Keeping the Most Dangerous Weapons out of the Worst Hands

Stimson’s Assistance Support Initiative (ASI) is helping prevent WMD proliferation around the world

When the UN mandated strict new controls on chemical, biological, and nuclear weapons, related materials, and their means of delivery, the goal was ensuring terrorists and others could not use them. But dozens of countries have struggled to keep tabs on these dangerous materials and have found it difficult to navigate the maze of nonproliferation assistance programs that could help.  

Stimson’s unique database matches up countries that need help with those providing assistance. 


Materials used to make weapons of mass destruction are more closely controlled, building state capacity and increasing global security.

From the Program Director

Partnerships in Proliferation Prevention Program Director & Senior Fellow, Dr. Richard Cupitt describes how the tools he’s building make the world a safer place.

  • "We consider very helpful the Stimson assistance support initiative. As you know, during our presidency we stressed the need to improve the assistance mechanisms in the 1540 Committee because there is a communication gap between donors and recipients."

    - a senior government official responsible for chemical and biological nonproliferation in a large European country

  • "We appreciate very much the efforts that are going in the development and maintenance of the 1540 database."

    - a senior government official responsible for nuclear nonproliferation in a former soviet bloc state

What is UN Security Council Resolution 1540?

In 2004, the United Nations Security Council identified the proliferation of nuclear, chemical, and biological weapons, their related material, as well as their means of delivery, as a threat to international security. That resolution, number 1540, mandated that all states must implement measures to prevent the spread of these materials to terrorist groups, other criminals, and state actors attempting to acquire weapons of mass destruction.

A massive challenge for many countries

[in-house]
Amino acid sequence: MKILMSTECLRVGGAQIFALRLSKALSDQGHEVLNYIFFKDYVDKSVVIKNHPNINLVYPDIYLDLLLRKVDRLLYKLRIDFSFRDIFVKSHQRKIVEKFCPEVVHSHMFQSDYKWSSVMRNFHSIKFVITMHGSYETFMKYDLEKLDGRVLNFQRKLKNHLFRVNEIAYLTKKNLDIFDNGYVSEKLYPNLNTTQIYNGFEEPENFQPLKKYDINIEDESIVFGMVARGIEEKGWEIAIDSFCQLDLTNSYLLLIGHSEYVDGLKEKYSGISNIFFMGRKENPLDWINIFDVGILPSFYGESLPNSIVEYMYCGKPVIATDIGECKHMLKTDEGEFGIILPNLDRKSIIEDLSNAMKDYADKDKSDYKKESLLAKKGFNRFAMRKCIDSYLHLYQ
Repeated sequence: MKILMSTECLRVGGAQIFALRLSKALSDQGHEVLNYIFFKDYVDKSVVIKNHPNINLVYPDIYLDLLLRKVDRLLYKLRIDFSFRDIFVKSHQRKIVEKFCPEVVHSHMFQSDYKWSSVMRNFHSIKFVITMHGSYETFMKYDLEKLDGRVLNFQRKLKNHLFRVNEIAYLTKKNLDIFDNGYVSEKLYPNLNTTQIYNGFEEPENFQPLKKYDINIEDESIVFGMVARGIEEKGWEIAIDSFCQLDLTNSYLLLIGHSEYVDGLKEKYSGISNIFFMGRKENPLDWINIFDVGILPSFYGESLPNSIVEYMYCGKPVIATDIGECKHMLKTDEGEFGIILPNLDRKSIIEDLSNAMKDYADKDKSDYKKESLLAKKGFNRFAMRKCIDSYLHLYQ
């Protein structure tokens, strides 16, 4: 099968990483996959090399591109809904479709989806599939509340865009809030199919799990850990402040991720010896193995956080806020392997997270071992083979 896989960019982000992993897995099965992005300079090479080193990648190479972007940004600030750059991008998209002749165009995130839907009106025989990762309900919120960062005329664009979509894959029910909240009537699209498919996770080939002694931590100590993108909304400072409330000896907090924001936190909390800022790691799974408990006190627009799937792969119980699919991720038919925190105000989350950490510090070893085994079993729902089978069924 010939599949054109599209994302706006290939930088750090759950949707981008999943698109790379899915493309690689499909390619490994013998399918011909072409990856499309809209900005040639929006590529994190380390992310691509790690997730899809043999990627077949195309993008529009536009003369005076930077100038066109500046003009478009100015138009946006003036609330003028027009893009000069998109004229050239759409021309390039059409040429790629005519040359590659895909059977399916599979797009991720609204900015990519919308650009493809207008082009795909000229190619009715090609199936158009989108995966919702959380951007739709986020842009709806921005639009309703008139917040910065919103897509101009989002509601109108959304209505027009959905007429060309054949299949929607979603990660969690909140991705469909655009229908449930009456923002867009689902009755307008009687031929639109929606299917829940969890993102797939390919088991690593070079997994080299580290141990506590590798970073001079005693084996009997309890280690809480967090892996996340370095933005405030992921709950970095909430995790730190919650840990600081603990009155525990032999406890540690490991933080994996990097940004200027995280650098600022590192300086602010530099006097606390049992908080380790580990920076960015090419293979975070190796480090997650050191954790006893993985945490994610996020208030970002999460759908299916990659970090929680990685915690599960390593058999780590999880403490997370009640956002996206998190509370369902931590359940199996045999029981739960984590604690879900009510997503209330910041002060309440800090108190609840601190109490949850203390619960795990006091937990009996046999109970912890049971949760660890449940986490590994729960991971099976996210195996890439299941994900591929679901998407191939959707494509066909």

United Nations Security Council Resolution 1540 requires that all States must have and enforce laws and regulations to help prohibit the spread of weapons of mass destruction within or across their borders, complementing and supporting implementation of other nonproliferation treaties, conventions and other resolutions. However, many States struggle to implement these obligations effectively — they lack the capacity or expertise to control the many different materials and technologies that constitute a proliferation risk.

Consequently, many States have asked for assistance and many states, international governmental, and non-governmental organizations have offered assistance. But until Stimson’s Assistance Support Initiative, there was no comprehensive resource to connect those who need help with who are offering help.

Phase 1: Build it

During Phase I of this project, the ASI team created a public, searchable database of assistance programs and projects that combat the proliferation of chemical, biological, radiological and nuclear (CBRN) weapons and their means of delivery, as well as reach out to those States seeking assistance.  This database serves as a single source of valuable information for States interested in receiving or providing nonproliferation assistance.

Phase 2: Improve it

In the next phase, the team will expand and improve the database and web tool, add and update data on assistance projects and programs, increase the availability of database information to States seeking assistance, provide training on using the tool, and establish an advisory group to conduct regular reviews of the tool’s benefits for CBRN nonproliferation assistance.

CBRN Assistance Programs Catalogued
countries represented
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NGO contributions

The Assistance Support Initiative is a project of the Partnerships for Proliferation Prevention program.

The Partnerships in Proliferation Prevention program supports the 1540 Committee at the United Nations by helping states increase their capacity to make more effective requests for assistance in order to prevent the spread of the world’s most dangerous nuclear, chemical, and biological weapons.

To support this work, contact Sarah Savoy.

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